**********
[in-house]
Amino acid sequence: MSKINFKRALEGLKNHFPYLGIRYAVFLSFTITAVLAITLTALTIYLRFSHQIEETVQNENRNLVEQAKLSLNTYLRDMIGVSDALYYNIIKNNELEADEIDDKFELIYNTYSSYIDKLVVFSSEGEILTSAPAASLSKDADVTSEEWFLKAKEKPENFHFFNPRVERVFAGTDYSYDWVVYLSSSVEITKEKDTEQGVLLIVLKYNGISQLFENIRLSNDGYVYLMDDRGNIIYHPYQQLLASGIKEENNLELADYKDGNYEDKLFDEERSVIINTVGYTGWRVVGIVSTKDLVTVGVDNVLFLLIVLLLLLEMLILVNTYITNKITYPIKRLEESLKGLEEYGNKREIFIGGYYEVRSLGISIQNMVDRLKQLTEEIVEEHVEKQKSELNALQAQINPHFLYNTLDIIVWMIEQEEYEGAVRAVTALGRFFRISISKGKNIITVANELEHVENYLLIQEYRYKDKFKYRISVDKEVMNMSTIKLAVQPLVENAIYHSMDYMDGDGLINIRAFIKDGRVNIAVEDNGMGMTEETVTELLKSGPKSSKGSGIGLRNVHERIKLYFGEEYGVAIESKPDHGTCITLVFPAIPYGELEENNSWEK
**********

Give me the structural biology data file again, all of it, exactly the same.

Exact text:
[in-house]
Amino acid sequence: MSKINFKRALEGLKNHFPYLGIRYAVFLSFTITAVLAITLTALTIYLRFSHQIEETVQNENRNLVEQAKLSLNTYLRDMIGVSDALYYNIIKNNELEADEIDDKFELIYNTYSSYIDKLVVFSSEGEILTSAPAASLSKDADVTSEEWFLKAKEKPENFHFFNPRVERVFAGTDYSYDWVVYLSSSVEITKEKDTEQGVLLIVLKYNGISQLFENIRLSNDGYVYLMDDRGNIIYHPYQQLLASGIKEENNLELADYKDGNYEDKLFDEERSVIINTVGYTGWRVVGIVSTKDLVTVGVDNVLFLLIVLLLLLEMLILVNTYITNKITYPIKRLEESLKGLEEYGNKREIFIGGYYEVRSLGISIQNMVDRLKQLTEEIVEEHVEKQKSELNALQAQINPHFLYNTLDIIVWMIEQEEYEGAVRAVTALGRFFRISISKGKNIITVANELEHVENYLLIQEYRYKDKFKYRISVDKEVMNMSTIKLAVQPLVENAIYHSMDYMDGDGLINIRAFIKDGRVNIAVEDNGMGMTEETVTELLKSGPKSSKGSGIGLRNVHERIKLYFGEEYGVAIESKPDHGTCITLVFPAIPYGELEENNSWEK